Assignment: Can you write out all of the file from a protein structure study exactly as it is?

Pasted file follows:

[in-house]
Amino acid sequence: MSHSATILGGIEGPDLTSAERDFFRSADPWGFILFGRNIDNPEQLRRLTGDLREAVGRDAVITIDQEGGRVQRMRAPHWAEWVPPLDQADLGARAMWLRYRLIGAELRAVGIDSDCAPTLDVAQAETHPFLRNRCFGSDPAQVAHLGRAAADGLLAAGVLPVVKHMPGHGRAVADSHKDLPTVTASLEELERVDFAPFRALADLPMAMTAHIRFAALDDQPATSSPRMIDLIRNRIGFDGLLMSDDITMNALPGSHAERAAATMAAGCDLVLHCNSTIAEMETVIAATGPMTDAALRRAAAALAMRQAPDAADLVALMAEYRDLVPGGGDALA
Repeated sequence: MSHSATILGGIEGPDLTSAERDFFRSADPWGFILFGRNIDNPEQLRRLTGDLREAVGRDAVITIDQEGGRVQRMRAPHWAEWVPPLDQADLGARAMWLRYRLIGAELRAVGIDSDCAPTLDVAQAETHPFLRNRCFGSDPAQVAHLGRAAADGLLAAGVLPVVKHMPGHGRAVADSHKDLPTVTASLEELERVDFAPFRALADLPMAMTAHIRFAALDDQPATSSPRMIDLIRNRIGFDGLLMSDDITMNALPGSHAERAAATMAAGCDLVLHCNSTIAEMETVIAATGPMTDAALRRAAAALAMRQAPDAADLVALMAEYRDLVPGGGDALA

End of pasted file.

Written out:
[in-house]
Amino acid sequence: MSHSATILGGIEGPDLTSAERDFFRSADPWGFILFGRNIDNPEQLRRLTGDLREAVGRDAVITIDQEGGRVQRMRAPHWAEWVPPLDQADLGARAMWLRYRLIGAELRAVGIDSDCAPTLDVAQAETHPFLRNRCFGSDPAQVAHLGRAAADGLLAAGVLPVVKHMPGHGRAVADSHKDLPTVTASLEELERVDFAPFRALADLPMAMTAHIRFAALDDQPATSSPRMIDLIRNRIGFDGLLMSDDITMNALPGSHAERAAATMAAGCDLVLHCNSTIAEMETVIAATGPMTDAALRRAAAALAMRQAPDAADLVALMAEYRDLVPGGGDALA
Repeated sequence: MSHSATILGGIEGPDLTSAERDFFRSADPWGFILFGRNIDNPEQLRRLTGDLREAVGRDAVITIDQEGGRVQRMRAPHWAEWVPPLDQADLGARAMWLRYRLIGAELRAVGIDSDCAPTLDVAQAETHPFLRNRCFGSDPAQVAHLGRAAADGLLAAGVLPVVKHMPGHGRAVADSHKDLPTVTASLEELERVDFAPFRALADLPMAMTAHIRFAALDDQPATSSPRMIDLIRNRIGFDGLLMSDDITMNALPGSHAERAAATMAAGCDLVLHCNSTIAEMETVIAATGPMTDAALRRAAAALAMRQAPDAADLVALMAEYRDLVPGGGDALA